Of course this is all silliness. There was no “real” fire and there were no real bone earrings. Nor has any computed tomography scan revealed a loop of paper with words on it implanted in my flesh and bone, knit into my muscle and sinew and woven in among my intestinal loops. Entering through the stomach and exiting through the lower back, making an awkward lump under my raincoat and impeding lovemaking. It is all make-believe. So what could be the possible value of any of this make-believe, this silliness, this play? I don’t know. My analyzing mind warns me that this is just self-indulgent mental masturbation, a distraction from the real things of life. The very real things of work and worry.

And yet one important thing became clear, even to my analyzing mind, as I played with these images and visions, unraveling this coil. The thousands of bits of warnings and advice and corrections and admonitions on my long, sinuous tape are NO MORE REAL than my imagined fire, my earrings, or anything else I choose to think. The fortune cookie list of advice that I drank in along with my mother’s milk from the very day I was born into this body is NO MORE REAL than any other part of the story I choose to live in. And as an adult, I do not have to continue to live in the stories that other well-meaning people have written into my script.

Through this spiritual work, really spiritual play, I have experienced that I can free my mind from some of the make-believe fetters that I have imagined and used to confine myself. We have all seen children who are suddenly released from school, car, house and run joyfully, blissfully, into an open space of nature, park or playground. Free! Those children are not running to fix something, to control something, to make someone wrong so they can be right. They are running to play and have fun with a wide-open heart and a sense of impending joy. They are fulfilled in the very moment of their release, already in the here and now, already playing full-hearted as they run toward play.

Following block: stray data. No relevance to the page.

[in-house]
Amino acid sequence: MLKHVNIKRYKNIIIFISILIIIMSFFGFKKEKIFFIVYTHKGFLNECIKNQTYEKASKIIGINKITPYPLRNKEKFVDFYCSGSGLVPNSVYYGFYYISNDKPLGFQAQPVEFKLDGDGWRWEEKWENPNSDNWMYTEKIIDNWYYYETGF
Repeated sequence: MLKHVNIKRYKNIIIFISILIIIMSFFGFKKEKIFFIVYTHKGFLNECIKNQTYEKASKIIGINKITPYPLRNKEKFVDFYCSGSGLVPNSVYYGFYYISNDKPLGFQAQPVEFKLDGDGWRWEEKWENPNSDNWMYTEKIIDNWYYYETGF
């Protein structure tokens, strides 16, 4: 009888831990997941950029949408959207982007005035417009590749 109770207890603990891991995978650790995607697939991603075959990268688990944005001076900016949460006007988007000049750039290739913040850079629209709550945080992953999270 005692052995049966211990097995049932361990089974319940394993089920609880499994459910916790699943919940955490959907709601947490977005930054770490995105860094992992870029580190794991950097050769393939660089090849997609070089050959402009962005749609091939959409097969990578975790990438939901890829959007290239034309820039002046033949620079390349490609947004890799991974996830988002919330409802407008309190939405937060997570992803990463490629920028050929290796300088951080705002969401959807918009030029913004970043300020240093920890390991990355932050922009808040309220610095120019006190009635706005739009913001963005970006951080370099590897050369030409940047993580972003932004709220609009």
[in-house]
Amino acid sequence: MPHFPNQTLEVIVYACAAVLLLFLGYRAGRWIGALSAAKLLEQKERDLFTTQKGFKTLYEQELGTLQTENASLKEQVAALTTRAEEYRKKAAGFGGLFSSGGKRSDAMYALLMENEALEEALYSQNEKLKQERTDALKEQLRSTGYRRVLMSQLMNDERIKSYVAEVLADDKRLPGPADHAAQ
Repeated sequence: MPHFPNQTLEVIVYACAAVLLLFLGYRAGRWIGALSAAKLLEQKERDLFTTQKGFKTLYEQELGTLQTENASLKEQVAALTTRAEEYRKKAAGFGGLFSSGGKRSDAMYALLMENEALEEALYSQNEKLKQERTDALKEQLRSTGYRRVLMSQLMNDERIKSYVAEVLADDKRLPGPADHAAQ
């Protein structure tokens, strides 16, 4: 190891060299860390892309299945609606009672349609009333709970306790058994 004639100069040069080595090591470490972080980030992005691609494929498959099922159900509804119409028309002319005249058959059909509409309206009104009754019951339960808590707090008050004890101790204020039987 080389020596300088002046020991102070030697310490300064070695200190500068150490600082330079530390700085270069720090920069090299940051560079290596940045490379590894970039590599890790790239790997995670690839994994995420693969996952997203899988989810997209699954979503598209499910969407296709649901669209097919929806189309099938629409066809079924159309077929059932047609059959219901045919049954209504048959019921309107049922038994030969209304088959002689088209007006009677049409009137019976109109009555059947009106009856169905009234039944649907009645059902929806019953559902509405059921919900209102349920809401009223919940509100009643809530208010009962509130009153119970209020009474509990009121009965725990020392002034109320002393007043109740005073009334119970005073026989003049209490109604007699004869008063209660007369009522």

When my son was five or so, he came bursting out of his room one summer morning, and exclaimed joyfully, with an excited face and shining eyes: “I really, really want to do something SO MUCH, but I don’t know what it is!” I assured him that I knew that feeling, that eager summer morning feeling, of open possibilities and a day of play ahead. Of course we must always be in the here and now, but the here and now of standing on that precipice of knowing we are about to fly out into joyful play is a wonderful place to be. Thank you Wendy, for playing with me. A world of possibilities has opened up, and my heart is full and beating.

(written by guest blogger Lorane)